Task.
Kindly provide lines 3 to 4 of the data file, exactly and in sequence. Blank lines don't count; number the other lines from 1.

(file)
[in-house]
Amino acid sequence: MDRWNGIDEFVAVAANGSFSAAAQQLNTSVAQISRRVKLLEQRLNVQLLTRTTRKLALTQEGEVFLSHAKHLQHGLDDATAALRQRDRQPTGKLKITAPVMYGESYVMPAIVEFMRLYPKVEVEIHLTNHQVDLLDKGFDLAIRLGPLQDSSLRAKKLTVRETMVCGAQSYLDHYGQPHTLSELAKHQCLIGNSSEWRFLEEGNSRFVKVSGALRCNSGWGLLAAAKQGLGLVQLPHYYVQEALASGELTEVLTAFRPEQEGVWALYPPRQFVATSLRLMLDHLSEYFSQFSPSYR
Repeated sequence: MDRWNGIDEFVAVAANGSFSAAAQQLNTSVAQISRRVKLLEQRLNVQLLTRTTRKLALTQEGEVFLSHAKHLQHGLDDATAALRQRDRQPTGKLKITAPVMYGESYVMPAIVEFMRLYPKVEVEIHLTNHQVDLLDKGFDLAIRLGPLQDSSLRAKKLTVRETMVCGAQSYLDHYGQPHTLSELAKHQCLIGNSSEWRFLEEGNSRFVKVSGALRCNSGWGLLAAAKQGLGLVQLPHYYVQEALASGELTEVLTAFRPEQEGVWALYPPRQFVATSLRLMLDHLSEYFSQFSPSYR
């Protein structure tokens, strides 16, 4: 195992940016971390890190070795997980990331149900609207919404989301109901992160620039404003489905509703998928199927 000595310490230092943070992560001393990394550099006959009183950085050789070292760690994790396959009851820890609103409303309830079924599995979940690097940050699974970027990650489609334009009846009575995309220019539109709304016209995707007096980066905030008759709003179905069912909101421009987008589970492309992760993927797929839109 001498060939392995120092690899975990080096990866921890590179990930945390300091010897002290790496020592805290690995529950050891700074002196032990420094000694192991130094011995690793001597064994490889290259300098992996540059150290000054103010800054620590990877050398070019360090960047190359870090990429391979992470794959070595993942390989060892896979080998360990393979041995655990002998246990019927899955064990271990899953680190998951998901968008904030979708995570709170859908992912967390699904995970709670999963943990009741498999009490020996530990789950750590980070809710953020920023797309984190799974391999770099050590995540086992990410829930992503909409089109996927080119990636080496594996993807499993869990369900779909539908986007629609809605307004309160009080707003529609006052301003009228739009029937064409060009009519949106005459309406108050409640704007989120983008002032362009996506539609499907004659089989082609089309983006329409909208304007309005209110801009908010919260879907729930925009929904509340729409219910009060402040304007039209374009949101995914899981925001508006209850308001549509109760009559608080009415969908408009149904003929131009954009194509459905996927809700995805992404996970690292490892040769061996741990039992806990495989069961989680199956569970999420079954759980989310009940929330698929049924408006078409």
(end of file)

Repeated sequence: MDRWNGIDEFVAVAANGSFSAAAQQLNTSVAQISRRVKLLEQRLNVQLLTRTTRKLALTQEGEVFLSHAKHLQHGLDDATAALRQRDRQPTGKLKITAPVMYGESYVMPAIVEFMRLYPKVEVEIHLTNHQVDLLDKGFDLAIRLGPLQDSSLRAKKLTVRETMVCGAQSYLDHYGQPHTLSELAKHQCLIGNSSEWRFLEEGNSRFVKVSGALRCNSGWGLLAAAKQGLGLVQLPHYYVQEALASGELTEVLTAFRPEQEGVWALYPPRQFVATSLRLMLDHLSEYFSQFSPSYR
């Protein structure tokens, strides 16, 4: 195992940016971390890190070795997980990331149900609207919404989301109901992160620039404003489905509703998928199927 000595310490230092943070992560001393990394550099006959009183950085050789070292760690994790396959009851820890609103409303309830079924599995979940690097940050699974970027990650489609334009009846009575995309220019539109709304016209995707007096980066905030008759709003179905069912909101421009987008589970492309992760993927797929839109 001498060939392995120092690899975990080096990866921890590179990930945390300091010897002290790496020592805290690995529950050891700074002196032990420094000694192991130094011995690793001597064994490889290259300098992996540059150290000054103010800054620590990877050398070019360090960047190359870090990429391979992470794959070595993942390989060892896979080998360990393979041995655990002998246990019927899955064990271990899953680190998951998901968008904030979708995570709170859908992912967390699904995970709670999963943990009741498999009490020996530990789950750590980070809710953020920023797309984190799974391999770099050590995540086992990410829930992503909409089109996927080119990636080496594996993807499993869990369900779909539908986007629609809605307004309160009080707003529609006052301003009228739009029937064409060009009519949106005459309406108050409640704007989120983008002032362009996506539609499907004659089989082609089309983006329409909208304007309005209110801009908010919260879907729930925009929904509340729409219910009060402040304007039209374009949101995914899981925001508006209850308001549509109760009559608080009415969908408009149904003929131009954009194509459905996927809700995805992404996970690292490892040769061996741990039992806990495989069961989680199956569970999420079954759980989310009940929330698929049924408006078409």